The largest island in the Cyclades group situated southeast of mainland Greece, Naxos is a relatively small but popular tourist location and agricultural centre with a population of roughly 12,000.

Being Greek, Naxos’ early history is naturally entwined with mythology. Indeed, according to certain stories, Zeus himself was raised in a cave on Mt. Zas (Zeus). More concretely, Naxos has been typically associated with the Early Bronze Age Cycladic civilisation (roughly between 3000BC and 2000BC), and dominated the region practically throughout antiquity. The island has also been rather rebellious in the past, being responsible in 502 BC for the initial revolt against their Persian overlords which sparked the wider Ionian Revolt and precipitated the great Persian Wars reported by Herodotus. This trend continued even after Greece’s victory, as the island revolted once again in the 5th century BC against Athens and the Delian League, this time being comprehensively suppressed.

Outside of antiquity, Naxos’ history is less spectacular. The Middle Ages were marked by Venetian control, which lasted until 1714. Followed by a period of weak Ottoman rule, the island was finally incorporated into the new Greek state in 1832. This history is reflected somewhat today, as English, Italian, French and German can all be heard making for a rather cosmopolitan feel on the island. This fact, along with the lush valleys and mountains, make it a welcoming prospect for the tourist.


The most impressive piece of ancient architecture in Naxos is one of the first things you see in the city’s capital, Naxos Town (aka 'Hora'). The Portara doorway was originally intended as a doorway to the ancient temple of Apollo which, although built in 522 BC, was not completed. Elsewhere, in the village of Saggri, The Temple of Goddess Dimitra can be found.

Naxos is packed with ancient churches. Among these, the Panagia Drossiani in the village of Halki stands out, being one of the oldest churches in the Balkans (stretching back to roughly the 6th century BC and completed in its current guise during the 10th century BC).

For an insight into Cycladic civilisation, the villages of Melanes and Apollon exhibit the Kouros Statues.

The main museum can be found in Naxos Town at the heart of the castle area, specialising both in the history of Naxos and local art. Alternatively, the Archaeological Museum in the same location has a selection of fine ancient ceramics.

However, the central attractions of Naxos are its fabulous beaches, the majority of which are Blue Flag certified and found around Naxos Town. Although Plaka is considered the best beach, Agios Georgios is the main tourist area. Regardless of where you choose, you are guaranteed some beautiful scenery (although expect some nude sunbathing).

If you’d like to venture outside the island, the quay in Naxos Town sells tickets for ferries going to other islands. The most frequent destination is Piraeus, south of Athens, and takes about six hours.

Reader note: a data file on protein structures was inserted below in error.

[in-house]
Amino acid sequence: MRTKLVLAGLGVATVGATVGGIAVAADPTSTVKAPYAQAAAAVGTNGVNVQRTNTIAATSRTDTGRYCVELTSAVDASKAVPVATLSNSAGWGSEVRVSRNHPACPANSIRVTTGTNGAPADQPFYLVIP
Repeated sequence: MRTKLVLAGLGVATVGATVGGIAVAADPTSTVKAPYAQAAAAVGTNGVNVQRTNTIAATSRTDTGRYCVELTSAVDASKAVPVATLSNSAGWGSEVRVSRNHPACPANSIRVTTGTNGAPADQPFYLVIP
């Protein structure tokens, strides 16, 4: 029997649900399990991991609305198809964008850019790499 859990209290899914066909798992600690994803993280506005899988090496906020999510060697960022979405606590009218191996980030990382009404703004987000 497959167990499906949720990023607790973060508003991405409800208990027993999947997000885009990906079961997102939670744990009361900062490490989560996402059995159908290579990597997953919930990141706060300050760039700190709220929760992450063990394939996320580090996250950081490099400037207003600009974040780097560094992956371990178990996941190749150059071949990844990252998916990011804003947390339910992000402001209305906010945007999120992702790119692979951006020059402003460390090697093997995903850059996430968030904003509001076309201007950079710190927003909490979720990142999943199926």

Naxos Town, and particularly the Bourgos area, is the main location for shopping. Among the local crafts, look out for the 'Naxos Eye' special stones, forged by the sea and the climate, in jewellery shops.

There is a market area in Naxos Town, which is also a hotspot for anyone searching out the less obvious local shops.

The village of Apeiranthos is also surprisingly good, with its choice of handicraft outlets, specialising in cloths and laces.

Nightlife and Eating Out

Expect the usual Greek dishes like souvlaki to be on the menu alongside local specialities at the many restaurants strewn across Naxos. Paradiso in Agia Anna and the Taverna Galini represent two of the finest establishments for local cuisine, but foreign alternatives are possible, for example at the Picasso Mexican Bistro in Agios Prototikiou.

Its seaside location, and agricultural inportance, mean the many eateries in Naxos use locally grown produce. More uniquely, Naxos produces its own liquor, Kitron, made from an exotic lemon-like fruit and usually suitable for dessert.

Naxos has plenty of bars and cafés, particularly around Hora and Procopios. A selection of clubs can be found around Paraleia like Cream and Ocean. The largest club is Super Island in Grotta Road in Naxos Town.

Tourist Information

Naxos does not have a fully-fledged tourist office, but one private company acts as one, located in Paralia near the main taxi rank.

Tel: +30 22850 24570


If travelling by air, the best option is to fly to Athens International Airport and get one of the two or three daily connecting flights to Naxos via the Greek carrier Olympic Airlines. From Naxos, buses and taxis are available, most frequently to Naxos Town.

Alternatively, there is an option to fly to neighbouring Mykonos and use the ferry service.

All car hire locations in Greece